“Intelligent Design” is the name given to the idea that the complex functionality and structures seen in nature logically imply that everything was purposefully and specifically designed by an intelligent being.
People who support the Intelligent Design view tend to use a lot of analogies that try to compare man-made objects to the natural world in order to conclude that the same way we “know” that an object was created by human designers can be applied to nature too.
The most common examples seem to be houses, cars, or wristwatches. Proponents of the Intelligent Design argument say that we know that these things were designed and made by humans by their particular construction and complexity, so we can apply the same logic to the natural world and conclude that it had a designer.
Throughout this article I will often abbreviate Intelligent Design as “I.D.”
1) The argument does not define its premise clearly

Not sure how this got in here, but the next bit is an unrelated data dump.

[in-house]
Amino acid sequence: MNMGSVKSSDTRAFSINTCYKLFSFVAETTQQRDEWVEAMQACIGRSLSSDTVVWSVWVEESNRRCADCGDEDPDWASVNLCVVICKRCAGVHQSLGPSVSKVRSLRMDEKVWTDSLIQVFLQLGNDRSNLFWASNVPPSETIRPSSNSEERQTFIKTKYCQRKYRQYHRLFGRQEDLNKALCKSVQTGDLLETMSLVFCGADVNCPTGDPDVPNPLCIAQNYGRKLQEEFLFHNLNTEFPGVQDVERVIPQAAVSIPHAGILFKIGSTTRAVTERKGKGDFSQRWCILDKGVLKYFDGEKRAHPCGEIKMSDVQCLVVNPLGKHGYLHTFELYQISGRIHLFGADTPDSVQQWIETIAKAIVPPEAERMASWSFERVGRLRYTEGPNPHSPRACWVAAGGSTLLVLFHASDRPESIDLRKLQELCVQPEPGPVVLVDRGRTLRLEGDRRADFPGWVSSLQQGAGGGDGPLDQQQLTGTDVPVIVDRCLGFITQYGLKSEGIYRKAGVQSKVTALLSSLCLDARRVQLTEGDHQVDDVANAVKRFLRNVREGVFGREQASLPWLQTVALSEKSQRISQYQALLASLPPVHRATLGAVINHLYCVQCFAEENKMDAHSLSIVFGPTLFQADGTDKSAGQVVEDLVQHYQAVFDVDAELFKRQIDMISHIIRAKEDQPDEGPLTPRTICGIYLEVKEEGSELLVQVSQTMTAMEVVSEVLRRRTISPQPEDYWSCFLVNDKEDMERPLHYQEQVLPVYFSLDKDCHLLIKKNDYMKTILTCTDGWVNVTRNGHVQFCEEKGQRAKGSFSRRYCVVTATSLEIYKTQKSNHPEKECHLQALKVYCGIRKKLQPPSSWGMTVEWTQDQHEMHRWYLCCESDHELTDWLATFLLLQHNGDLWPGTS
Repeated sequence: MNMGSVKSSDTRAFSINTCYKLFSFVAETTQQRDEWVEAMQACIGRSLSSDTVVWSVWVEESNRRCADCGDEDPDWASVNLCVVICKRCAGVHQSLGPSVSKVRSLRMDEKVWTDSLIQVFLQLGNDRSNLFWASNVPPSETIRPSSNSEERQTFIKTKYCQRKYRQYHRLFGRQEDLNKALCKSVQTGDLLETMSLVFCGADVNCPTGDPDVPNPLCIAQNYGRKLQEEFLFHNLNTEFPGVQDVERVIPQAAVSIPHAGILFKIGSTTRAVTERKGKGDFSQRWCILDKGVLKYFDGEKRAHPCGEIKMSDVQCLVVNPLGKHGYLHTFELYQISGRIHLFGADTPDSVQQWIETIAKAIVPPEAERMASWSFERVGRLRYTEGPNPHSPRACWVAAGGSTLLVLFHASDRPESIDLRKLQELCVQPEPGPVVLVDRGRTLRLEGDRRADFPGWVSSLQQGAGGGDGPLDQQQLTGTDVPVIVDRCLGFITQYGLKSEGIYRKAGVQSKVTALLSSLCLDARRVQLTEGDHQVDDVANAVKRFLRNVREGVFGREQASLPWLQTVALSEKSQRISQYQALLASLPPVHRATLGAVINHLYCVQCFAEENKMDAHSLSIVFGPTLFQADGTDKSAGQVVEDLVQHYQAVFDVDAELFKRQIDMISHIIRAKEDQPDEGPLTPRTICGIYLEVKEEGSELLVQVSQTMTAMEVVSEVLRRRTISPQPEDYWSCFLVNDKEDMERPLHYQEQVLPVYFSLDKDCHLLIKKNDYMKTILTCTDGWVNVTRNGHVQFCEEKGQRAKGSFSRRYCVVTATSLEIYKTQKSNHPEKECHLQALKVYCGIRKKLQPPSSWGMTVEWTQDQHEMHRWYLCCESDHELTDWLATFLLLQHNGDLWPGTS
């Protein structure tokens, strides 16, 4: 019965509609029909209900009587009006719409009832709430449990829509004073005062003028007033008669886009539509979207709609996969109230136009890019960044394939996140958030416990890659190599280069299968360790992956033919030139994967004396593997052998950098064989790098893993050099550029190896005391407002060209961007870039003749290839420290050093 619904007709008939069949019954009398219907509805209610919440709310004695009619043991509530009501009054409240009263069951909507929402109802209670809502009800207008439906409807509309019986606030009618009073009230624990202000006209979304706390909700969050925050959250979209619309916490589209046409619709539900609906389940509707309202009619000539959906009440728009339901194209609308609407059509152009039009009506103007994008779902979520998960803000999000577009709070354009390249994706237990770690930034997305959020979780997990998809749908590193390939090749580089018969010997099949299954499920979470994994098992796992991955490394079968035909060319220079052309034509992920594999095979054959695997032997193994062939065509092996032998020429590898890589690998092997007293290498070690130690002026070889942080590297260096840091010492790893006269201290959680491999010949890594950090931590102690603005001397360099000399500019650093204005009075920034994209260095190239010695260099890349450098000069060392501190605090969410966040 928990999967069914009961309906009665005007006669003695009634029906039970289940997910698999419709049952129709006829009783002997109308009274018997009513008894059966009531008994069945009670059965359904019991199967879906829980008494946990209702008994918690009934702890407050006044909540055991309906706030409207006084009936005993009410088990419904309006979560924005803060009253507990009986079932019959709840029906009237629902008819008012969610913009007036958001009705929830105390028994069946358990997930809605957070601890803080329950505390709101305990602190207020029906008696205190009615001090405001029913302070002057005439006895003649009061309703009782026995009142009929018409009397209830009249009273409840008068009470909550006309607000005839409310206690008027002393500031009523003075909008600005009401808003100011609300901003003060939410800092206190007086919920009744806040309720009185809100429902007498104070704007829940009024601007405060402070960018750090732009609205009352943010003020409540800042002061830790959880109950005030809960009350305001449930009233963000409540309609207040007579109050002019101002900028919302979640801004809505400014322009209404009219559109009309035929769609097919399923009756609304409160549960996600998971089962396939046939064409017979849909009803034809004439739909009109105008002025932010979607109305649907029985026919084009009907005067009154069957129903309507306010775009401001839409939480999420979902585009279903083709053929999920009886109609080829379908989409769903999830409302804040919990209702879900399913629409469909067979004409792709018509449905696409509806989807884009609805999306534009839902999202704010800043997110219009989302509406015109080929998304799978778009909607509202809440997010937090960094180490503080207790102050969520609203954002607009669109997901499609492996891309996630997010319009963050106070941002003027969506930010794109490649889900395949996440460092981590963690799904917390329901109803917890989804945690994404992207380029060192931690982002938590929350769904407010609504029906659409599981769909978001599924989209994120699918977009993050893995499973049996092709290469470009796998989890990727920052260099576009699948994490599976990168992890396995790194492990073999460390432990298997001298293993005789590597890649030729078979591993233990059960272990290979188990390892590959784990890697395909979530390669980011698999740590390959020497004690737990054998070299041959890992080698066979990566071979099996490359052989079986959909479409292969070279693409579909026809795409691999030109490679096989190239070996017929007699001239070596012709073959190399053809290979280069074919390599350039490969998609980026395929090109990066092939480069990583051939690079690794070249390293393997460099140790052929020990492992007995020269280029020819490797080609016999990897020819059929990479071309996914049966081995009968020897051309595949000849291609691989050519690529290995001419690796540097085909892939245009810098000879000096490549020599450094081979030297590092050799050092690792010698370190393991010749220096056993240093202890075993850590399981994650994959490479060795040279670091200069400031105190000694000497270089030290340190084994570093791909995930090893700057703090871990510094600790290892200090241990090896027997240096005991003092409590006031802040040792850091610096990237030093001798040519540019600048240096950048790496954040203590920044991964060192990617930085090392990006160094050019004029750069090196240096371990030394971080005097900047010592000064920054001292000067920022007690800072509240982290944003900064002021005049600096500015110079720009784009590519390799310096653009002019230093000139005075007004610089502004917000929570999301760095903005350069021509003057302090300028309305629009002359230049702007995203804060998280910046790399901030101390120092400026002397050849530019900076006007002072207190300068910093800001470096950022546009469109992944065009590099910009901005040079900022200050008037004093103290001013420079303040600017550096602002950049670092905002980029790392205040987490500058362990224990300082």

Proponents of the I.D. argument never explicitly define a standard for what qualifies as having a “design”, “purpose”, being of sufficient complexity to indicate that it had a designer, or how we know that standard is actually reliable. There is no basis upon which to even determine what does not qualify as such.
This means the argument just assumes that everything is evidence for a designer right from the beginning instead of actually evaluating evidence and proving why a “designer” is the most logical conclusion. So the I.D. argument is a circular reasoning fallacy that assumes a particular belief within the premises – without most people even noticing it – and then uses it as evidence to reach that belief as the conclusion too.
In short, the argument is in fact just a masked assertion that God exists, not an argument with any basis in evidence.